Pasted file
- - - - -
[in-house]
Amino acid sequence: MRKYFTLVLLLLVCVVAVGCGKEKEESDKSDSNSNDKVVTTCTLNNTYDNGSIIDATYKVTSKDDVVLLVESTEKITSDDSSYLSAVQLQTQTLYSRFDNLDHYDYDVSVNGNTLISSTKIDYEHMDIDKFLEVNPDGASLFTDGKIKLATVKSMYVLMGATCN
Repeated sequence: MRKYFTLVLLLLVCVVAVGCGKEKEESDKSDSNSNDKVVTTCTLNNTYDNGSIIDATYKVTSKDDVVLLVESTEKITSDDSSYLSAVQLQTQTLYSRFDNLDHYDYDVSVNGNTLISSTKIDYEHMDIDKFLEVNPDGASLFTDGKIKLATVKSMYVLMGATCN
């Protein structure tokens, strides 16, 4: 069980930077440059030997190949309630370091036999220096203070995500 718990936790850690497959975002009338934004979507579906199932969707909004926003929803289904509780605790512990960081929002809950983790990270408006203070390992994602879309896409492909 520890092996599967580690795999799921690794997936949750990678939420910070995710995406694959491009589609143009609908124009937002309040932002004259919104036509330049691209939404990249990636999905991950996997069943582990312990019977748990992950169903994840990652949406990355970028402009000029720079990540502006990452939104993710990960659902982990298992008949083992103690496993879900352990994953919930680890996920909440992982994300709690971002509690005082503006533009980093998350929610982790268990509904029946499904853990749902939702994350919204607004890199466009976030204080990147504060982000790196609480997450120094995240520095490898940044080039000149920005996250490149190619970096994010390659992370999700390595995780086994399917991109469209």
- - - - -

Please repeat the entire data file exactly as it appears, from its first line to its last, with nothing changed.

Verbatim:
[in-house]
Amino acid sequence: MRKYFTLVLLLLVCVVAVGCGKEKEESDKSDSNSNDKVVTTCTLNNTYDNGSIIDATYKVTSKDDVVLLVESTEKITSDDSSYLSAVQLQTQTLYSRFDNLDHYDYDVSVNGNTLISSTKIDYEHMDIDKFLEVNPDGASLFTDGKIKLATVKSMYVLMGATCN
Repeated sequence: MRKYFTLVLLLLVCVVAVGCGKEKEESDKSDSNSNDKVVTTCTLNNTYDNGSIIDATYKVTSKDDVVLLVESTEKITSDDSSYLSAVQLQTQTLYSRFDNLDHYDYDVSVNGNTLISSTKIDYEHMDIDKFLEVNPDGASLFTDGKIKLATVKSMYVLMGATCN
């Protein structure tokens, strides 16, 4: 069980930077440059030997190949309630370091036999220096203070995500 718990936790850690497959975002009338934004979507579906199932969707909004926003929803289904509780605790512990960081929002809950983790990270408006203070390992994602879309896409492909 520890092996599967580690795999799921690794997936949750990678939420910070995710995406694959491009589609143009609908124009937002309040932002004259919104036509330049691209939404990249990636999905991950996997069943582990312990019977748990992950169903994840990652949406990355970028402009000029720079990540502006990452939104993710990960659902982990298992008949083992103690496993879900352990994953919930680890996920909440992982994300709690971002509690005082503006533009980093998350929610982790268990509904029946499904853990749902939702994350919204607004890199466009976030204080990147504060982000790196609480997450120094995240520095490898940044080039000149920005996250490149190619970096994010390659992370999700390595995780086994399917991109469209």